Shannon Post is a queer documentary filmmaker from Florida. She attended college in Orlando, and Pulse nightclub was a safe place for her and her friends to have fun and be out and proud. Her first documentary feature, “Circle of Poison,” premiered at DOC NYC. Post is currently producing a documentary feature supported by The Redford Center. She co-founded the film production company Player Piano Productions, which creates social impact documentary films.
“Building a Bridge” is screening at the 2021 Tribeca Film Festival, which is taking place June 9-20.
W&H: Describe the film for us in your own words.
SP: “Building a Bridge” tells the story of Father James Martin and his work to make the Catholic Church more accepting of the LGBTQ+ community and the people he meets along the way.
W&H: What drew you to this story?
SP: I was drawn to Father Martin’s story as a queer woman who was raised Christian who never felt the church could be a place to be accepted in my full humanity and was in fact the enemy fighting against my rights. There are of course limits to a priest advocating for LGBTQ+ people within such a powerful institution, but it has been moving to witness Father Martin’s ministry the past few years.
Like many people, I learned of Father Martin’s work after his video response to the Pulse massacre. I used to go to Pulse nightclub when I lived in Orlando, often with Christopher, “Drew,” whose mother Christine is in the film. I saw this film as a way to connect and tell these stories that are very personal to me.
W&H: What do you want people to think about after they watch the film?
SP: I hope people have a more nuanced perspective on how change happens — or doesn’t — within religious institutions and society as a whole. We may need more bridge-builders to get us through such polarization and hostility, especially when our humanity is at stake.
I also want people to think about what it means to be queer and Catholic or queer and any religion because we don’t often see or hear these kind of stories. LGBTQ+ people have many good, well-told reasons to leave religious institutions, but I think there’s hope in those who are able and privileged to stay and advocate for acceptance, and in people like Father Martin who use their power to speak for the marginalized.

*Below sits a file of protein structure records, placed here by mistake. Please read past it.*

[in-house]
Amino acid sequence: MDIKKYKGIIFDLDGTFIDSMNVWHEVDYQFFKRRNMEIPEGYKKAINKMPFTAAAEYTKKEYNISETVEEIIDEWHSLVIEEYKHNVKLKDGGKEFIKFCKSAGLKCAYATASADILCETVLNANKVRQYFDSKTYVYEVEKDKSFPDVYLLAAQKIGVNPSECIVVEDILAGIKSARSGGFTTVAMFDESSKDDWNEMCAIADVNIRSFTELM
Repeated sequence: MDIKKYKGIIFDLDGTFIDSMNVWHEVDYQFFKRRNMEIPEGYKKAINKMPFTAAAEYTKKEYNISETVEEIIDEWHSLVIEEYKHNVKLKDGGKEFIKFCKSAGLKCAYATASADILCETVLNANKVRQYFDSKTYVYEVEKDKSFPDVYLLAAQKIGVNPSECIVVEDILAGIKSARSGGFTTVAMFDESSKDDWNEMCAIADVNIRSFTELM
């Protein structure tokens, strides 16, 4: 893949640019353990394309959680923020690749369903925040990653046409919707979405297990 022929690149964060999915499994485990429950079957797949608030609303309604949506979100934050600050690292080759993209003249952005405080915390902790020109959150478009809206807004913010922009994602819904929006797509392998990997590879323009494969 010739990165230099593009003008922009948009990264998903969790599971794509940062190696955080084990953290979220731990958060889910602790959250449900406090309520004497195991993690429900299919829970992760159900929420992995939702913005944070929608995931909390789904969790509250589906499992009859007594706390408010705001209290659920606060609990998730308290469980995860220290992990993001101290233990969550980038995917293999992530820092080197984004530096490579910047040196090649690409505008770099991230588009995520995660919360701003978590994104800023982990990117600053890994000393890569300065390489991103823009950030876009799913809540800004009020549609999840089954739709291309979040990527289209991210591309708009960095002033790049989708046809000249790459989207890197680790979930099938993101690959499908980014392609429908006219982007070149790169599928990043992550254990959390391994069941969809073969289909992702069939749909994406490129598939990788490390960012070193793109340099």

W&H: What was the biggest challenge in making the film?
SP: Personally, my biggest challenge was figuring out how to include the story of Father Martin’s “nemesis,” Michael Voris of Church Militant, in the film. Voris is an important force working against Father Martin and has a complex personal story, but I believe his work is violent toward LGBTQ+ people, so weaving that storyline into the film was the toughest for me.
W&H: How did you get your film funded? Share some insights into how you got the film made.
SP: “Building a Bridge” was initially self-funded through Player Piano Productions, the independent production company I co-own with Evan Mascagni and Nick Capezzera. To raise production and post-production funds, we teamed up with Fractured Atlas as our fiscal sponsor.
W&H: What inspired you to become a filmmaker?
SP: I saw documentary filmmaking as a way to advocate for issues that are personal and important to me while also being creative. I believe that telling stories through film is an important way for people to learn about one another, moving us closer to a more equitable world.
W&H: What’s the best and worst advice you’ve received?
SP:I think the best advice I’ve received is to surround myself with people who are passionate about the subject of the film because it makes the work more fun — especially during those long days — if everyone’s truly excited about the project.
I don’t recall any bad advice.
W&H: What advice do you have for other women directors?
SP: I think it can be hard to be the only woman in the room, as is often the case, so seek out other women to work with. If you don’t know many people, I think a good place to start is looking at the teams behind docs in the same vein as your project and just reaching out to start a dialogue.
W&H: Name your favorite woman-directed film and why.
SP: One of my favorite woman-directed documentaries is Ava DuVernay’s “13th.” The film is complex, bold, informative, and, as I believe is true about all great documentaries, something I’ve been able to recommend to everyone.
W&H: How are you adjusting to life during the COVID-19 pandemic? Are you keeping creative, and if so, how?
SP: The pandemic was timely for hunkering down and finishing “Building a Bridge,” and I’ve been working on another film in production, albeit slowly due to COVID. I also work as an educator, so I have a few creative outlets that have kept me grounded the last year.
W&H: The film industry has a long history of underrepresenting people of color onscreen and behind the scenes and reinforcing — and creating — negative stereotypes. What actions do you think need to be taken to make Hollywood and/or the doc world more inclusive?
SP: A lot needs to change. I think the culture of the film industry and the films that are made can only become more inclusive with more people of color in leadership roles and positions of power.